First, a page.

How do we teach Digital Civics?

To explore what digital civics is, and develop a pedagogical approach for it, I undertook a doctoral research project. Conducted at the Dublin Institute of Technology, the project launched in collaboration with Dublin City Library and Archives as part of their One City, One Book initiative.

This interdisciplinary research formulates a robust foundational framework for digital civics through the development of underpinning philosophical, ethical, and historical concepts. It then enacts a functioning example of a digital civics pedagogy project. Combining this theoretical and practical research, a model for digital civics in pedagogy is developed.

The development of a robust foundation for Digital Civics that incorporates the fundamental Philosophical, Ethical, and Historical concepts. 

To formulate an understanding of life in the digital age, and what this means for citizens within it, the core underlying principles of digital civics are explored, including its philosophical, ethical, and historical ideas. The work then investigates the impact of scientific and technological developments on the way people view and understand themselves and their world. It then considers the impact of these shifts in human self-understanding on human behaviours, specifically behaviours of an ethical nature. Identifying the Philosophy of Information as a critical component for successful digital civics pedagogy, the importance of understanding our historical past and the usefulness of virtue ethics as tools for educational success are also presented.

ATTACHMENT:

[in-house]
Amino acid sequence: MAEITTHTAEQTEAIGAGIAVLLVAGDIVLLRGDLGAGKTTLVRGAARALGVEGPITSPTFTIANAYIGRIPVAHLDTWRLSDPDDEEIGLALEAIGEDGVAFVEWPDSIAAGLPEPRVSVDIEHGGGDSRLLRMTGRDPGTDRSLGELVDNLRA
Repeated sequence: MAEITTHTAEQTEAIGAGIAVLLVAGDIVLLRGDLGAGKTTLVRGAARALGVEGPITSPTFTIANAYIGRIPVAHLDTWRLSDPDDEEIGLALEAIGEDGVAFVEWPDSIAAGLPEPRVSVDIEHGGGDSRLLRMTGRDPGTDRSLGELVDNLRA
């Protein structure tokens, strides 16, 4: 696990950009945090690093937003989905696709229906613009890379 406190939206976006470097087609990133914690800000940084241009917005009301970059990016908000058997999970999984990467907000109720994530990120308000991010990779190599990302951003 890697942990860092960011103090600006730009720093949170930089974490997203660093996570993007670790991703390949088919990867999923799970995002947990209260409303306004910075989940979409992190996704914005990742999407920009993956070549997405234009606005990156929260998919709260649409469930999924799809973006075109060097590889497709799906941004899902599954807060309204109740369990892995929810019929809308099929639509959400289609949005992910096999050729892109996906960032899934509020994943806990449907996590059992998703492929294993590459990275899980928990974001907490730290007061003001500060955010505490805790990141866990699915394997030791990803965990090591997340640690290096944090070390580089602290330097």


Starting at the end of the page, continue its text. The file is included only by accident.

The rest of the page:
A living digital laboratory in which the core ideas of digital civics pedagogy were explored and developed.

Hosted on social media, and centred around the Facebook platform 30 participants, (including actors, teachers, university professors, retirees, undergraduate students, and other interested persons), took part in a month long digital reconstruction of Oscar Wilde’s Victorian London in 1891. The characters moved between online and offline, crossing between their digital 1891 world, and live onto the streets of Dublin in full Victorian garb. Revived from the dead and unleashed into the online realm, the Victorian characters were free to interact with each other, students, and the public, and to contemplate the world of digital 1891 that they now inhabited. They posted pictures, offered Facebook feedback to one another, created fan pages, and formed Facebook groups. They gossiped about their lives, commented on “current” events (current to April, 1891), and discussed the connectivity, ethics, and technology of their world.

Coming soon: The Model for Digital Civics Pedagogy


The project addressed philosophical questions that speak to the fundamental nature of what it means to be human, and how our self-understanding impacts our behaviours and interactions. The pedagogical intention of digital civics in this work explores these underlying philosophical questions that are raised: to assist the individual student in developing an understanding of the informational environment in which they live; to become aware of their ethical responsibilities and obligations arising within this environment; and to identify and engage with their own ethical ideas (their moral code) and behaviours in the digital age.